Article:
Rose Smith 36:30
To answer this, and just say also, especially for those that may have been around since 93, you know, there is sort of a sort of nice to have maybe slight expectation that sort of the OGS in the industry have an opinion on this, especially as we see manufacturing move to other countries outside of AIPAC directly, some moving back to the United States even and the differences there and some of the pluses and minuses that someone might not be able to see when they're just doing their cost analysis on something. That's also helpful.
Brian Glick 37:03
Yeah, one thing that just popped into my head to kind of put a little fear into your customer, sometimes about trade compliance is they'll say, Okay, I'm shifting my production back to the US is okay, but are you doing that by using a supplier in the US who may be sourcing materials overseas? And all you've done now is really shifted yourself to feel much more like a DDP programme, where you no longer have visibility to things you had before? And, you know, is that supplier now moving raw materials on a ship that maybe is, you know, being targeted for, you know, like things that we don't even think about and supply chain everyday, but like, you know, issues of ships that are being diverted to Russia, or issues of labour practices on the vessels? If they're not using a large carrier? You know, are they clearing customs properly? And do they have compliance issues? Or are they about to be targeted because you've shifted your manufacturing, but you've also shifted the responsibility onto a local provider for something that you had much more visibility on before. Because if the raw materials, whether it's a seed or mineral did not come out of the ground in the United States, somebody's importing something somewhere. And so you don't get a pass just because you're buying from a US supplier.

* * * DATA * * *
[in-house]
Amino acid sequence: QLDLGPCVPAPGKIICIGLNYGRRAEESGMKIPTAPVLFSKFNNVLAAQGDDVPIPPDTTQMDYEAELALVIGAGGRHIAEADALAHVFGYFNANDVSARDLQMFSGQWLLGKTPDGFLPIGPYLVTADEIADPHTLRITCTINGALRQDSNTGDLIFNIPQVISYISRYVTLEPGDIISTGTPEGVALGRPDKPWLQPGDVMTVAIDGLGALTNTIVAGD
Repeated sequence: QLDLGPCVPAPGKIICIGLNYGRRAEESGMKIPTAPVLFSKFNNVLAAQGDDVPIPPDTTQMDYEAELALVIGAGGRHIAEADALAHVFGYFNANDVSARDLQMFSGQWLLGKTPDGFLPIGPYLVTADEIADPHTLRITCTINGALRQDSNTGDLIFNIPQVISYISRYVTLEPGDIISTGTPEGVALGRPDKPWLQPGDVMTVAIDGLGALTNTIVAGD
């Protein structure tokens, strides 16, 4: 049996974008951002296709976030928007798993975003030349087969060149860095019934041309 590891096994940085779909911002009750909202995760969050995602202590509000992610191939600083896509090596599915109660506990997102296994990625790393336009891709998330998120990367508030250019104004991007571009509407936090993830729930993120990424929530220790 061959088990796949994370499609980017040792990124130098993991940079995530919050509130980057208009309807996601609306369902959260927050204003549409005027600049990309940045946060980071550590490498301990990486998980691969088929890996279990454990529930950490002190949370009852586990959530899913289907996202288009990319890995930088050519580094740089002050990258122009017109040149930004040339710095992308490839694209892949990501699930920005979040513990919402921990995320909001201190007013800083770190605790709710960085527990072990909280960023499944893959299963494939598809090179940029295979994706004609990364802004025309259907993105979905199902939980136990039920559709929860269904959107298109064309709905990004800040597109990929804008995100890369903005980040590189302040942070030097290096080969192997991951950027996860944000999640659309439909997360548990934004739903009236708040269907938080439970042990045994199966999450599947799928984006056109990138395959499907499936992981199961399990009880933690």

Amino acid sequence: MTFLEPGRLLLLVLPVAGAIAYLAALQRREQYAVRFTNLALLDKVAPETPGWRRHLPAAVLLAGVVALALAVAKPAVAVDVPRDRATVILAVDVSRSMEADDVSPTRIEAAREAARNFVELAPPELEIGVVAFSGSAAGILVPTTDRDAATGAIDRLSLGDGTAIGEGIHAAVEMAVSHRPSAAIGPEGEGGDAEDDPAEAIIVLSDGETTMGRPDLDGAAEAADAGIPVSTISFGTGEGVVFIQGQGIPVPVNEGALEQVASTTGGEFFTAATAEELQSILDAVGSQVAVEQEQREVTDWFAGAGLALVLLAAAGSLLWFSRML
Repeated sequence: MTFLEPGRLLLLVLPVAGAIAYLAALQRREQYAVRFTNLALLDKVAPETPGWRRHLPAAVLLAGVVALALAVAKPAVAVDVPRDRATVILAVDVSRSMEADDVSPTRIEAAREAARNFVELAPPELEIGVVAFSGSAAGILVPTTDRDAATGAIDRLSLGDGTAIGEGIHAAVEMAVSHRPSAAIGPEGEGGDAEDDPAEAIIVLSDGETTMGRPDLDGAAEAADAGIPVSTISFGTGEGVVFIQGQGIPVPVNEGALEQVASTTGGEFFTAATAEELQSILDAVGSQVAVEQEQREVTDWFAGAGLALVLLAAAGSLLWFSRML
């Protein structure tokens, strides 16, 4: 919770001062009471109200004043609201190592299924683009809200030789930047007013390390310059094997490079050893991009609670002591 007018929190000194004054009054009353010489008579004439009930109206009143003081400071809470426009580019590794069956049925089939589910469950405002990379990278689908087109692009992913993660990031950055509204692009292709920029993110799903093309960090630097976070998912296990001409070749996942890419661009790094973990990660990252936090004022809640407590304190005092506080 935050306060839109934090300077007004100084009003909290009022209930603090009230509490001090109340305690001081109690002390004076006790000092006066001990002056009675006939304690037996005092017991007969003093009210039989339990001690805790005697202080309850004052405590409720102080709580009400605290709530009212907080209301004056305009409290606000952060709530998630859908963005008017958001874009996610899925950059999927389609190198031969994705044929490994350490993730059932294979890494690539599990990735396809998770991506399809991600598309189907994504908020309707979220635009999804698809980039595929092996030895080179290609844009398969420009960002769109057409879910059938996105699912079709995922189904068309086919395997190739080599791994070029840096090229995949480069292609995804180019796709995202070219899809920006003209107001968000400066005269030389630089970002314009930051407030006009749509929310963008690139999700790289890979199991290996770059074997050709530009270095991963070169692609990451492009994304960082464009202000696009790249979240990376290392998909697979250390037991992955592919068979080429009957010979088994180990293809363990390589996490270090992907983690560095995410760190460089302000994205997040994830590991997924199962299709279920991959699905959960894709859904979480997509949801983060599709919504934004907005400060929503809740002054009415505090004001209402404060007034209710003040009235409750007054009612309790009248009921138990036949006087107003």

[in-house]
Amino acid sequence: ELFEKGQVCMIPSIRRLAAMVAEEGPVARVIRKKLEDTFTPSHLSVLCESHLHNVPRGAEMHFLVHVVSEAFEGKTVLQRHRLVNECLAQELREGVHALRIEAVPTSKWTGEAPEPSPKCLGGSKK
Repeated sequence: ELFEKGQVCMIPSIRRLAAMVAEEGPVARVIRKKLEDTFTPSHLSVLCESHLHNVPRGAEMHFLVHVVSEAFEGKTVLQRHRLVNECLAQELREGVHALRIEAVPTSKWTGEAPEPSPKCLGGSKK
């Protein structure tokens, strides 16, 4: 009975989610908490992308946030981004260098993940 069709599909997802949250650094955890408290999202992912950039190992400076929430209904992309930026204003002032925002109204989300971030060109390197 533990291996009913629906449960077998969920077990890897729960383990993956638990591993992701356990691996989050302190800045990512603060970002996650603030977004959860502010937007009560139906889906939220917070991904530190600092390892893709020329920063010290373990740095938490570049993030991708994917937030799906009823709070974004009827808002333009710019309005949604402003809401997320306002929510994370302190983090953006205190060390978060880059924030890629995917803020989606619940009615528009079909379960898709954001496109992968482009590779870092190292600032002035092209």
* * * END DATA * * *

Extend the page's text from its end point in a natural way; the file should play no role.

Molly Evola 38:20
There's a couple more minutes if you want to add any questions into the q&a, but I just wanted to kind of get your closing thoughts. Brian, I'll start with you, Rose, we'll go next. What is your one piece of advice for LSPs? Looking to align their strategies with shippers? For 2024? What would you recommend?
Brian Glick 38:35
I think it's really to put our minds back into the pre COVID world where we have to show creative value that has a real ROI and a real business value other than the rate and other than the fact that I can just get your container there and getting back into this. We're going to help you be a better company. And that's why you should stay with us for many years. Awesome. Yeah,
Rose Smith 39:00
I'm gonna directly piggyback off that and just say, it's all about the value and being a partner, whether it's a small company or a large company, anticipating their needs, which are going to be different and truly showing up with that value. Perfect.
Molly Evola 39:14
Well, I don't see any other questions in the chat. Thank you all for participating for being here for this discussion. We're going to send out some follow ups. After this. We'll send out the slides and a recording as well. But thank you, Brian. Thank you rose for your time, and thanks for being here. Thanks, everyone.
Brian Glick 39:30
Thanks to rose for taking us through all of that. As you can tell, she and I have worked together for a very long time and she's a person I have great respect for in this industry. Hope you enjoyed the episode. And make sure to check out chain IO on LinkedIn and on our blog for more informative content through the end of the year on this topic and a whole bunch of others. Thank you